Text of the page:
Lobbyists whose clients are keeping a close watch on this year’s Base Realignment and Closure Commission are gearing up for a week that includes the release of the long-awaited list of bases that the Pentagon wants to close.
Then, starting May 16, the action will move to the newly minted BRAC, which plans to hold four days of hearings, including one on Monday with the Defense secretary.
According to several sources, Pentagon officials briefed Capitol Hill aides May 9 on how this week will unfold.
One source familiar with the Hill briefing said that Dan Stanley, the acting assistant secretary of Defense for Congressional affairs, told legislative branch staffers that “the list is most likely to be rolled out on Friday.” He also said that each Congressional office will receive an e-mail from the Pentagon around 9:15 a.m. on Friday with information on how the BRAC will affect installations in their state.
At the same time, Defense officials will deliver hard copies of the full list and shortly after, the list will appear on the Defense Department Web site.
The Pentagon is expected to hold a press conference Friday morning.
Jeffrey Lane, a lobbyist at Womble Carlyle Sandridge and Rice, represents clients in North Carolina that have local military bases. For now, he says, he’s just waiting to see the list.
“The information that we needed to get to the Pentagon was conveyed at least weeks ago, and some cases months ago,” said Lane, who added that North Carolina Lt. Gov. Beverly Purdue (D) had meetings with Pentagon officials. “You really needed to get that done long before this week.”
Depending on the contents of the list, Lane says, he will work with his clients and the BRAC as commission officials plan trips to bases that could be closed or could add or lose missions.
“You’ll see members of the commission go to the affected communities, so that’s an opportunity to make a direct case. … I think everybody is anxious at this point because nothing can be known for sure,” he said.
Other lobbyists will be doing the same thing.
“You’ve got to start poring over the data [and] find out if there are any holes in the department’s decision,” said lobbyist and former BRAC staffer Cece Siracuse of Hurt Norton & Associates. After that, she said, “you’ll put your case together with that data to challenge a decision.”
For bases that receive bad news from the list, it’s an uphill battle, said Paul Hirsch of Madison Government Affairs.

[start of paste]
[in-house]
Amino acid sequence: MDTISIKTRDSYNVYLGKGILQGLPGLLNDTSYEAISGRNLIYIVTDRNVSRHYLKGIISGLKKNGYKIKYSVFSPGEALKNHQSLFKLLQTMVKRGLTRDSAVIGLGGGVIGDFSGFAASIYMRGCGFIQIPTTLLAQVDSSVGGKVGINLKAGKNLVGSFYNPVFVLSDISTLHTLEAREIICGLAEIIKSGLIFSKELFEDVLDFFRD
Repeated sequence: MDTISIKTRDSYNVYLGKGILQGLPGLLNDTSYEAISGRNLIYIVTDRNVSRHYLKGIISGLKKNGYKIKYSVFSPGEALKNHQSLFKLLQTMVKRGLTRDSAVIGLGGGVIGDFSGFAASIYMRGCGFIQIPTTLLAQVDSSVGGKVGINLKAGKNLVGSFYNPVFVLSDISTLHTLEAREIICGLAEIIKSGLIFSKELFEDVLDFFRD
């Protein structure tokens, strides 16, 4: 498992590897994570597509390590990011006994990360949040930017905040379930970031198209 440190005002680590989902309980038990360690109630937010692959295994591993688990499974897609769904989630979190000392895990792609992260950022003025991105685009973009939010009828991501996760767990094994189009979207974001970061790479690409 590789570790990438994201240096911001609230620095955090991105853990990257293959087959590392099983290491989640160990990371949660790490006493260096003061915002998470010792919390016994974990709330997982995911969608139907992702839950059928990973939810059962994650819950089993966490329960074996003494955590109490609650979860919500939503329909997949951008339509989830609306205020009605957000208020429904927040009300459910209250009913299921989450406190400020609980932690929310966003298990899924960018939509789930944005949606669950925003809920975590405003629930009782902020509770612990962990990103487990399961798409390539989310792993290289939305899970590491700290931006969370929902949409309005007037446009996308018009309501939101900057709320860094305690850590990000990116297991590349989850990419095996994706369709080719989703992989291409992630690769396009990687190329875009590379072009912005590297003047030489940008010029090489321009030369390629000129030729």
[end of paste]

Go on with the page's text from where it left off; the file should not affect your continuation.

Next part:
“Although it’s only four months, it’s a long journey,” he said. “You have to review the recommendations and put a strategy together as to why the secretary of Defense erred. You start doing that as soon as the list comes out.”
The Pentagon has had years to run the data and put the list together. So, Hirsch said, “we have to marshal all our forces in the community.”
But it’s not easy to challenge a decision. To get a base off a list, a community must show that the Pentagon “deviated substantially” from the eight selection criteria or from the military’s 20-year force structure plan. To put a base on the closure list also will require the votes of seven of the nine commissioners.
Even if clients end up on the winning end of the list, lobbyists say that doesn’t mean they can ignore the commission.
“I think, quite frankly, it’s easy for people to assume if you’re not on the list you’re OK, but you’re not,” said David Berteau, a lobbyist at Clark and Weinstock who served as a senior BRAC official inside the Pentagon during the 1991 and 1993 rounds.
The process until this point has been secretive even by BRAC standards: Pentagon officials working on the recommendations had to sign non-disclosure forms. By contrast, the commission holds public hearings.
“When the Department of Defense is doing its process and collecting data, analyzing it and creating scenarios, there’s a lot of things that are run up the flagpole and looked at, and most of them don’t happen. If it was an open process at that point, it would get everyone all concerned,” said Hirsch. “After the list and report is given, then everything the Pentagon looked at is available. It’s kind of like an appeals process after the verdict has come in.”
The liaison between Capitol Hill and the BRAC will be Christine Hill, a military legislative aide to Sen. Elizabeth Dole (R-N.C.), who plans to leave Dole’s office to take the position.
Lobbyists with clients in the BRAC field say they don’t expect an uptick in business after the list comes up. But advocates who work with closed bases on redevelopment plans see this week as the beginning of their boom time.
Robert Gillcash of McKenna Long and Aldridge, who handled BRAC issues for Sen. Chris Dodd (D-Conn.) during a previous round, is one. He doesn’t represent any BRAC clients. He focuses, instead on plan B — life after closure.
“For those communities that have found themselves in that situation, it is unlikely that they will come off the list, and we want to help get private sector groups … and other nonprofits to come up with a plan B” for the base’s redevelopment.
Gillcash says his practice has already received significant inquiries from communities and from the private sector. “For those bases that find themselves looking for a plan B, it’s time to move,” he said. “You can’t spend a year or two not thinking about it.”
Tom Markham, president of the Association of Defense Communities, said his group advises communities on how to react to closures.
“We understand that communities fight the closures, but historically only about 10 percent get removed from the list. We encourage them to also be doing their planning as to life after closure,” he said.